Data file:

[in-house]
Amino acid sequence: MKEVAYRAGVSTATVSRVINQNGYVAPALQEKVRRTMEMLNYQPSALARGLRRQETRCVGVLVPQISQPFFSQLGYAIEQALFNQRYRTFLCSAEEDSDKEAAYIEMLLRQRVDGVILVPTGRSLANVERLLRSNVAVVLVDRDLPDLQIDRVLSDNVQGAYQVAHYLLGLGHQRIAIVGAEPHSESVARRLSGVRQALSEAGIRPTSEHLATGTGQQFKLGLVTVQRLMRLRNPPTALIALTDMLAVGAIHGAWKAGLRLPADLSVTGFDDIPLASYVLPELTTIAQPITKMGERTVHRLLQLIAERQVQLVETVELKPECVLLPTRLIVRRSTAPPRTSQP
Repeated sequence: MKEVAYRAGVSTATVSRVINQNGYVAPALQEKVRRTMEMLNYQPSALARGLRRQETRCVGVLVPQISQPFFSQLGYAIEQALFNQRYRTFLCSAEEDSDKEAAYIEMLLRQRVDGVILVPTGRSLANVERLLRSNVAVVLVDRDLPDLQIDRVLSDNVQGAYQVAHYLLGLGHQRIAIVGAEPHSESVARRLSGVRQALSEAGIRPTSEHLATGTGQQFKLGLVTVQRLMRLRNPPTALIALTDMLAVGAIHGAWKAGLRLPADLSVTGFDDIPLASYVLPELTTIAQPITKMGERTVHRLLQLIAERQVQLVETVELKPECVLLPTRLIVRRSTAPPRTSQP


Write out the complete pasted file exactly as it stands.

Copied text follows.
[in-house]
Amino acid sequence: MKEVAYRAGVSTATVSRVINQNGYVAPALQEKVRRTMEMLNYQPSALARGLRRQETRCVGVLVPQISQPFFSQLGYAIEQALFNQRYRTFLCSAEEDSDKEAAYIEMLLRQRVDGVILVPTGRSLANVERLLRSNVAVVLVDRDLPDLQIDRVLSDNVQGAYQVAHYLLGLGHQRIAIVGAEPHSESVARRLSGVRQALSEAGIRPTSEHLATGTGQQFKLGLVTVQRLMRLRNPPTALIALTDMLAVGAIHGAWKAGLRLPADLSVTGFDDIPLASYVLPELTTIAQPITKMGERTVHRLLQLIAERQVQLVETVELKPECVLLPTRLIVRRSTAPPRTSQP
Repeated sequence: MKEVAYRAGVSTATVSRVINQNGYVAPALQEKVRRTMEMLNYQPSALARGLRRQETRCVGVLVPQISQPFFSQLGYAIEQALFNQRYRTFLCSAEEDSDKEAAYIEMLLRQRVDGVILVPTGRSLANVERLLRSNVAVVLVDRDLPDLQIDRVLSDNVQGAYQVAHYLLGLGHQRIAIVGAEPHSESVARRLSGVRQALSEAGIRPTSEHLATGTGQQFKLGLVTVQRLMRLRNPPTALIALTDMLAVGAIHGAWKAGLRLPADLSVTGFDDIPLASYVLPELTTIAQPITKMGERTVHRLLQLIAERQVQLVETVELKPECVLLPTRLIVRRSTAPPRTSQP